International Monetary Fund (IMF) chief economist Gita Gopinath has said its 2021 GDP numbers for India were locked on March 5, around the same time the country started seeing an upsurge in Covid-19 cases and that there could be a downward risk if the country goes for a nationwide lockdown.
Gopinath, speaking to India Today TV, said the IMF had made a smaller upgrade in its GDP projection from 11.5 percent earlier to 12.5 per cent for 2021. The IMF forecast was based on improvement in economic activity, normalisation, and recovery in high-frequency indicators, she said.
The IMF this week had raised its growth forecast for the Indian economy by 100 basis points to 12.5 per cent for the fiscal year 2021-22. The international monetary body expects India's GDP to grow 12.5 per cent in FY22, the highest among emerging and advanced economies. GDP growth for FY23 is pegged at 6.9 per cent.
Gopinath said about 0.2 per cent of the upward GDP forecast was added after February's Budget 2021, which announced major infrastructural investment plans for the current financial year.
Besides, she said, the latest GDP projections come on the back of about 8 percent contraction in the Indian economy in the previous fiscal year.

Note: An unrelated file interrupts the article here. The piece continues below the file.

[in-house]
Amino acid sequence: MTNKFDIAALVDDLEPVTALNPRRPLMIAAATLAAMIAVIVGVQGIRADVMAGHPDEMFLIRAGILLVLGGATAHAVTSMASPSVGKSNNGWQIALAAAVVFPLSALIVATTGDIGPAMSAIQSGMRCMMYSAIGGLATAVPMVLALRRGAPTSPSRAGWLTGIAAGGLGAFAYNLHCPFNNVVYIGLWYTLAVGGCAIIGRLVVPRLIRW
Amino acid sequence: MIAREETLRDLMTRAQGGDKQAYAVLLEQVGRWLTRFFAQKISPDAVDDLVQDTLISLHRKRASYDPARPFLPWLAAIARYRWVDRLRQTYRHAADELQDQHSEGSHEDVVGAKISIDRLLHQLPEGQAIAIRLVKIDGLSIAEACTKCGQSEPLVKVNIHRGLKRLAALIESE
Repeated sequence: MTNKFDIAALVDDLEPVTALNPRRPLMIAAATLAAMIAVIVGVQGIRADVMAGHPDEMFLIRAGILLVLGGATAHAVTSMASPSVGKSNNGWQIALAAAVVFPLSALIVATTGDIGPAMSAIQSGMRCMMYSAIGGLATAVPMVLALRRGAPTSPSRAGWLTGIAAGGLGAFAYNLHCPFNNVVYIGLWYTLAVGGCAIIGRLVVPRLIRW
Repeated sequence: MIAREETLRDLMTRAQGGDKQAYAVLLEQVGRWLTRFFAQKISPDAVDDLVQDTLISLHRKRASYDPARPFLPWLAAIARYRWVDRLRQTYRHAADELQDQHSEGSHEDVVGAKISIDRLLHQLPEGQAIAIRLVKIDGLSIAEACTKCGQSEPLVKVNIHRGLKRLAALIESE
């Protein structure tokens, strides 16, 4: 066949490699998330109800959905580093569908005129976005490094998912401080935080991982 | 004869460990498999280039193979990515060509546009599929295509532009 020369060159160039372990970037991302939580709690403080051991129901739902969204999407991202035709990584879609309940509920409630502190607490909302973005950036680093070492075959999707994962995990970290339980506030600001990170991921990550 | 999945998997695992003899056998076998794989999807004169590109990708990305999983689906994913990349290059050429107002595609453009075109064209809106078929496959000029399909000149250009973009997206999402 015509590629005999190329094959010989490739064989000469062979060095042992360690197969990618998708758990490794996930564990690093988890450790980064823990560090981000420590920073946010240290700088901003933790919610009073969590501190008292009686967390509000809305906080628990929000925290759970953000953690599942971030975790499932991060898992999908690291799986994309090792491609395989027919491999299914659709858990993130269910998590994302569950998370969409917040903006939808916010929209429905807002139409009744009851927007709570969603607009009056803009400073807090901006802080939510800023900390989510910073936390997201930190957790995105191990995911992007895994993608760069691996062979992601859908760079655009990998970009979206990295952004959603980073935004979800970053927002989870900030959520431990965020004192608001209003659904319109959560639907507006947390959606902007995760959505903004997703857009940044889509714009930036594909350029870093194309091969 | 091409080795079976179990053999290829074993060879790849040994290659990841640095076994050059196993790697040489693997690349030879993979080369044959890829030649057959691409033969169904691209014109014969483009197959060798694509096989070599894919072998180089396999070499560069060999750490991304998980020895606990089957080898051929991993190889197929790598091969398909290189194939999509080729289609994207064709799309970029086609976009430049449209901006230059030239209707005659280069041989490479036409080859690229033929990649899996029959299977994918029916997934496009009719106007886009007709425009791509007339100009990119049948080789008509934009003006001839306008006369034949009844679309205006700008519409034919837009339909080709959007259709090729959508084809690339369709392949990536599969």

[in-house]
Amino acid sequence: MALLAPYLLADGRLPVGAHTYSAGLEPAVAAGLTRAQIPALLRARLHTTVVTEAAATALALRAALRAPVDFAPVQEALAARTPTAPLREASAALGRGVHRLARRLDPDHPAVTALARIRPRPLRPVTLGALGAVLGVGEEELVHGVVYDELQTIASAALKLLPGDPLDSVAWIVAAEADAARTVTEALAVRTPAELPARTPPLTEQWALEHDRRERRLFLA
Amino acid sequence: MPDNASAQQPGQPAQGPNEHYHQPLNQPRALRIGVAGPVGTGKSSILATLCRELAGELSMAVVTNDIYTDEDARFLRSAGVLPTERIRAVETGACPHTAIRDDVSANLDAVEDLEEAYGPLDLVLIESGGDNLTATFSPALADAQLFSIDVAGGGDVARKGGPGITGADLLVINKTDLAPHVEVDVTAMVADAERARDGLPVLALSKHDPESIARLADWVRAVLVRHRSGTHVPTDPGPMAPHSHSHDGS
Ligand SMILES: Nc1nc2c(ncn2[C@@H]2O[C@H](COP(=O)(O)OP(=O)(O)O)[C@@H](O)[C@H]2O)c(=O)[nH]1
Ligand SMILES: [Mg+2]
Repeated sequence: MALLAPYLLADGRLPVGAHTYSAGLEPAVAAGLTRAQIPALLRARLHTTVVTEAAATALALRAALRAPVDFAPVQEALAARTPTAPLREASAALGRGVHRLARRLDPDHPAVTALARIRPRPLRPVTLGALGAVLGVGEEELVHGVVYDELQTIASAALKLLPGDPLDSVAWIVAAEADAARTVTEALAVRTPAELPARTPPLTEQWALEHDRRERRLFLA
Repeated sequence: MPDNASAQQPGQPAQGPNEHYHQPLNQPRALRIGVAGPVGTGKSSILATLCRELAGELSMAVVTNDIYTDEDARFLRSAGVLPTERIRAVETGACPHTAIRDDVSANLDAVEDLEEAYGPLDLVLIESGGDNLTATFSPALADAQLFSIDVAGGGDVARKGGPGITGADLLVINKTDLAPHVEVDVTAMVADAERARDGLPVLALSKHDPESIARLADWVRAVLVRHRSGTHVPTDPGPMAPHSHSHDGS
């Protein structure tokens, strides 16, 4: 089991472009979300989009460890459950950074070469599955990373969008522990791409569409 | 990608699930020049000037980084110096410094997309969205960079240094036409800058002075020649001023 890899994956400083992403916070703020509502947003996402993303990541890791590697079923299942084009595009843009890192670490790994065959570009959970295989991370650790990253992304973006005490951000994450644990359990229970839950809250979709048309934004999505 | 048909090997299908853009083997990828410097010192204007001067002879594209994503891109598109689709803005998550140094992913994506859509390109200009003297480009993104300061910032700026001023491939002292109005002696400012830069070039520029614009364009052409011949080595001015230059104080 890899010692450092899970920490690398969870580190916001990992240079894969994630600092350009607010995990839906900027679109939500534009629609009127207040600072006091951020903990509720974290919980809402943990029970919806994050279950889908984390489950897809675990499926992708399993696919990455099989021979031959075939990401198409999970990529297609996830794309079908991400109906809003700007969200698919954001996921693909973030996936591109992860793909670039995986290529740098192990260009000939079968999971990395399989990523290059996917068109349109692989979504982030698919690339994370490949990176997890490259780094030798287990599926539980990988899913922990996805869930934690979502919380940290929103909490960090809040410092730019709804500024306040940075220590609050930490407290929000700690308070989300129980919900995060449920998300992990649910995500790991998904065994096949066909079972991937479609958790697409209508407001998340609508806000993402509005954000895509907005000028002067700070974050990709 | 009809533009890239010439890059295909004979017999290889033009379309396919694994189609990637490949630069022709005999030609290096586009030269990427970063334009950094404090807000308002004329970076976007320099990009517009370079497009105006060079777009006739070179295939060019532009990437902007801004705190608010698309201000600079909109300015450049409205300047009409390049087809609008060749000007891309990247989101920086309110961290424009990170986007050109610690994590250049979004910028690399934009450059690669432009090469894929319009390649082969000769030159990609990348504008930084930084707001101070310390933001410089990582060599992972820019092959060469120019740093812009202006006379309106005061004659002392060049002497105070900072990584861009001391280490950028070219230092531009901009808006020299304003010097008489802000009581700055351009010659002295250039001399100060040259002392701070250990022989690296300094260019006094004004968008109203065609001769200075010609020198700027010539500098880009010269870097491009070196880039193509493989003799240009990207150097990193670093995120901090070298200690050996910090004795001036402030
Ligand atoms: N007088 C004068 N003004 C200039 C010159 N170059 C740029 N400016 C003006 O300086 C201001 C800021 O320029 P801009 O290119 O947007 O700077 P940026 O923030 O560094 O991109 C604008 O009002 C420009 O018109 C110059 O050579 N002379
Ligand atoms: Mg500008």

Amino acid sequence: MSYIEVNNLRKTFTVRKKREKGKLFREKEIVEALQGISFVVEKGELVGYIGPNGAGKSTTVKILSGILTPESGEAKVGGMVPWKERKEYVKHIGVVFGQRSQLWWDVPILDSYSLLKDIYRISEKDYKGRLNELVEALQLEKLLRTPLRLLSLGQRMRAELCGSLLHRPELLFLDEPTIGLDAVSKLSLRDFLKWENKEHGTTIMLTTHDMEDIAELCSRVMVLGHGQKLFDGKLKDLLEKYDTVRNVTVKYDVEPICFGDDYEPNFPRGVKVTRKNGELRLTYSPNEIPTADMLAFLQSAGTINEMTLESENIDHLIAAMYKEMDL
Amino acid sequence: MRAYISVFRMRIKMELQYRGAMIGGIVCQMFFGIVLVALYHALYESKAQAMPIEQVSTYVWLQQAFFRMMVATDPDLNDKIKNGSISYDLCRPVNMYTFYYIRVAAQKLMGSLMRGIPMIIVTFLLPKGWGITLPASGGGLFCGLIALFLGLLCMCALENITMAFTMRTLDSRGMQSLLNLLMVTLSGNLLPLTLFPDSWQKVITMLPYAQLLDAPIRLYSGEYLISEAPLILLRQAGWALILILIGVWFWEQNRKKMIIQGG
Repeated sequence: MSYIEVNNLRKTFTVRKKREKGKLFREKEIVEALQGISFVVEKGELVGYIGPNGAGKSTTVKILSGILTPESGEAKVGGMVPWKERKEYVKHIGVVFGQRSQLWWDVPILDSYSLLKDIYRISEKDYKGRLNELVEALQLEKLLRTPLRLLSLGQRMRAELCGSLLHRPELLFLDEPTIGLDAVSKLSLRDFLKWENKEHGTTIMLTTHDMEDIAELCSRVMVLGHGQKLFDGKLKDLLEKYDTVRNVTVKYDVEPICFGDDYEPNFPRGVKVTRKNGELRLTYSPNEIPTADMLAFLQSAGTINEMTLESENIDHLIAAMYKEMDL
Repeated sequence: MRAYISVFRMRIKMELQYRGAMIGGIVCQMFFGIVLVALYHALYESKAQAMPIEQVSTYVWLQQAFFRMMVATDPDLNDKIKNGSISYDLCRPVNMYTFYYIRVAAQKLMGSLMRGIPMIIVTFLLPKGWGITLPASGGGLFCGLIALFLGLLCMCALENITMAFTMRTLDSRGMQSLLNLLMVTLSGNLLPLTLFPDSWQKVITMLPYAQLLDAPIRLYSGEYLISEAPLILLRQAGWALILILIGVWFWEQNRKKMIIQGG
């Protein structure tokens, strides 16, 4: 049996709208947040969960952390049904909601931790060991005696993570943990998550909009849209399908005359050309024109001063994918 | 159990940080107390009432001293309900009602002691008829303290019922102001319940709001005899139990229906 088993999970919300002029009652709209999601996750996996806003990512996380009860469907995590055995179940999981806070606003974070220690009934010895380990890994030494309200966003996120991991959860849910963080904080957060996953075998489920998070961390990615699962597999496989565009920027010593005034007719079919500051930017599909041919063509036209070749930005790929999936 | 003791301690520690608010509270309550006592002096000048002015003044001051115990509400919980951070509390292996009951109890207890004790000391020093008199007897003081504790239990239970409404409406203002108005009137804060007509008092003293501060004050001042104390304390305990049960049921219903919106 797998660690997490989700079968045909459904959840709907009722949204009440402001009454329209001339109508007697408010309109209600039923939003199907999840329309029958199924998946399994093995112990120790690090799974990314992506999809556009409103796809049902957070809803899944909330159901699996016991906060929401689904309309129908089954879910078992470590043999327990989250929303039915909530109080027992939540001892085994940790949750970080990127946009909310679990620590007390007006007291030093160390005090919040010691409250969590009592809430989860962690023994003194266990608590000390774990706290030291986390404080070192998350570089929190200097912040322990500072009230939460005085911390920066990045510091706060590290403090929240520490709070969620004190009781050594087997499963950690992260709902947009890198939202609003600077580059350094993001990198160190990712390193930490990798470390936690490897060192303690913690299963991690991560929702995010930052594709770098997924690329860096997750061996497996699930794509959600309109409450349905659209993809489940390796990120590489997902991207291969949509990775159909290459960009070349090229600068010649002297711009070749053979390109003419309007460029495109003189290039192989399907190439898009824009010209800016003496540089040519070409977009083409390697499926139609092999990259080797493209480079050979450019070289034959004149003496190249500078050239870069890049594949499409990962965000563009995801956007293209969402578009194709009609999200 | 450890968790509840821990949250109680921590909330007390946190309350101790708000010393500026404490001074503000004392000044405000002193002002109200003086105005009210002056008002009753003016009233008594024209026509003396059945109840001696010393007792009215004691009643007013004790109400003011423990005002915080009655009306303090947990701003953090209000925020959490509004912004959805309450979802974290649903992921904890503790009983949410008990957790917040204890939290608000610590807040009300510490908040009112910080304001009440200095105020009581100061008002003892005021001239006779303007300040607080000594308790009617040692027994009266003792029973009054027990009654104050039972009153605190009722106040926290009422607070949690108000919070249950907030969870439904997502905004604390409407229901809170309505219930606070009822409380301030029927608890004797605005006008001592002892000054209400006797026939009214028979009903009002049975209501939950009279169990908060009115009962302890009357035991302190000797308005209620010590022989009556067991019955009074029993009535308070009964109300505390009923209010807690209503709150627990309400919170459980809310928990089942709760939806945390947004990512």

"And we locked in these numbers around March 5 when we started seeing the second Covid-19 wave in India. We assumed that there would be localised lockdowns just because until you get widespread vaccination, things will not get back to perfectly normal. If, on the other hand, there was a widespread nationwide lockdown, then that would be a downside risk to our forecast," she said.
She said while estimating the GDP forecast, the IMF had considered the localised lockdowns but they were early days before the second wave hit India.
"The important factor to keep in mind is the connection between the virus lockdowns and economic activity. What we have seen around the world and the situation in India too is that the sensitivity of economic activity to these kinds of containment measures came down," she said.
Gopinath, however, said still it was a conservative projection given the de-growth of 8 percent in 2020.
She asserted that India bouncing back to positive year-on-year growth was a positive sign but covering the gap was still a challenge. "The virus poses a downside risk and there is still a distance to go in terms of catching up," she said.
Meanwhile, the IMF has said India is the only country expected to register double-digit growth this fiscal. On the other hand, after an estimated contraction of -3.3 per cent in 2020, the global economy is projected to grow at 6 per cent in 2021, moderating to 4.4 per cent in 2022.
The unprecedented rise in Covid-19 cases in the second wave has put India on spotlight again. The country recorded 1,26,789 new Covid-19 cases in the last 24 hours for the first time since the beginning of the pandemic, setting a grim record. In the current week, India has seen over 1 lakh fresh COVID-19 cases four times -- April 4, April 5, April 7 and April 8.
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